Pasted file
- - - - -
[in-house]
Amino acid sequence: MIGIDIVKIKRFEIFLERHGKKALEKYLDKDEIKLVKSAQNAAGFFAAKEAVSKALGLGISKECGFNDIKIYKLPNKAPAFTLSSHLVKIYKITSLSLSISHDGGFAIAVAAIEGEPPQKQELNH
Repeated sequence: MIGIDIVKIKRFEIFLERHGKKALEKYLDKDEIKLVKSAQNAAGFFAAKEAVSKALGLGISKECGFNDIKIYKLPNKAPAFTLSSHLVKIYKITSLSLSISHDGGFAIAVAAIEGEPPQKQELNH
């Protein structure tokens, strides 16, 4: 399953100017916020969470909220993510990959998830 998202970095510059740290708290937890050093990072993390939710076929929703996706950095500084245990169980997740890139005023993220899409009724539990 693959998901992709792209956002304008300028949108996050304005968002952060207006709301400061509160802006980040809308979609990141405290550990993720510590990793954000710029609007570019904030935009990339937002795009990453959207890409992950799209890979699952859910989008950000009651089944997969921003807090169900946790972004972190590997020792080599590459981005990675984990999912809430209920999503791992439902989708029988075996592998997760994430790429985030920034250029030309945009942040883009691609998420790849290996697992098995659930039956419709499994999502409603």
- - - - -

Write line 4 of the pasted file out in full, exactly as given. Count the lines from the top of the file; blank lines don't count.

């Protein structure tokens, strides 16, 4: 399953100017916020969470909220993510990959998830 998202970095510059740290708290937890050093990072993390939710076929929703996706950095500084245990169980997740890139005023993220899409009724539990 693959998901992709792209956002304008300028949108996050304005968002952060207006709301400061509160802006980040809308979609990141405290550990993720510590990793954000710029609007570019904030935009990339937002795009990453959207890409992950799209890979699952859910989008950000009651089944997969921003807090169900946790972004972190590997020792080599590459981005990675984990999912809430209920999503791992439902989708029988075996592998997760994430790429985030920034250029030309945009942040883009691609998420790849290996697992098995659930039956419709499994999502409603």